I remember back when I was in high school, I was SO excited that it was almost over.

That's right, senior year hit and I was all about that last year of school. However, I kept hearing that I wasn't done just yet.

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You got it. College was right around the corner. That secondary education would hold the key to my future. Well, those people aren't necessarily wrong.

College is one of those things you just kind of assume you're going to do, and a lot of people do attend. I did, for a little bit at least.

However, COVID-19 hit and everything changed. The world shut down, everything closed, especially schools of all types. It forced them to start looking at online options and how to execute learning virtually.

Colleges and universities are no different. Now, they had some online offerings already available, but they weren't widespread, and not all secondary education places had them available. The pandemic forced everyone's hand.

With COVID settling down and everything back to normal (for the most part), Amarillo College and WTAMU are trying to bring people back to the classroom...or online classroom even.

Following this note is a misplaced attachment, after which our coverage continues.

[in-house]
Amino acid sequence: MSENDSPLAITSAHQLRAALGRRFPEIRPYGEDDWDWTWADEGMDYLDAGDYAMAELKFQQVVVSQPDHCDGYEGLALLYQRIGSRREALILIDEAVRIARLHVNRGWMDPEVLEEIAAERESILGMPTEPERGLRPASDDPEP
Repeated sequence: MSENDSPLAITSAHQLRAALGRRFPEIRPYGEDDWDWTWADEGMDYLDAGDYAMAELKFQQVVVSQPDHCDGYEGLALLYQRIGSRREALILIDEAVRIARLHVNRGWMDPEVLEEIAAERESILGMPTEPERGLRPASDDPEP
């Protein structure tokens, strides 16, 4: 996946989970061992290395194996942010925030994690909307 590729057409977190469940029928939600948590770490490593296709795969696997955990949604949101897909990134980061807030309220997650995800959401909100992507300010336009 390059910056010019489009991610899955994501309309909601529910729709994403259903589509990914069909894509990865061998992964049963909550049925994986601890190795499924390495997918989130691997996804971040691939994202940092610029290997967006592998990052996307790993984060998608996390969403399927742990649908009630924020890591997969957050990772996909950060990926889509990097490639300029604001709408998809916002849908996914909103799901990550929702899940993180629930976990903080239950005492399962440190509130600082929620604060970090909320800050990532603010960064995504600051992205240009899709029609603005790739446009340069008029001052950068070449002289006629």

Enrollment numbers are still down from the levels they were at pre-pandemic, and they're struggling to get people to enroll.

When you think about enrolling in secondary education, your brain typically goes to graduating high school students. Colleges and universities are thinking differently.

Mike Knox, the newly appointed vice president of student enrollment at WTAMU told NewsChannel 10, "these days we need to serve online markets, older students, transfer students, graduate students.”

On the other side of the fence, Amarillo College says their numbers are still down like WTAMU, but they expect their numbers to improve with the upcoming school year.

It's important to the area as these universities and colleges bring in money to the panhandle in various ways, so the more students here, the better off we are as a region.

Cool Off This Summer at Amarillo Pools and Splash Pads

Check Out The Original Names For These Amarillo Streets

It's hard to imagine these well-known Amarillo streets as any other name. Try to imagine giving directions to someone while using their original names. Gets tricky, doesn't it?

The new names (that we currently know them by) came mostly from associates of Henry Luckett, who drew the first map of the area. When this took place exactly, records do not show, but the street name revamp is covered extensively in 'Old Town Amarillo' by Judge John Crudgington, published in the Plains Historical Review in 1957.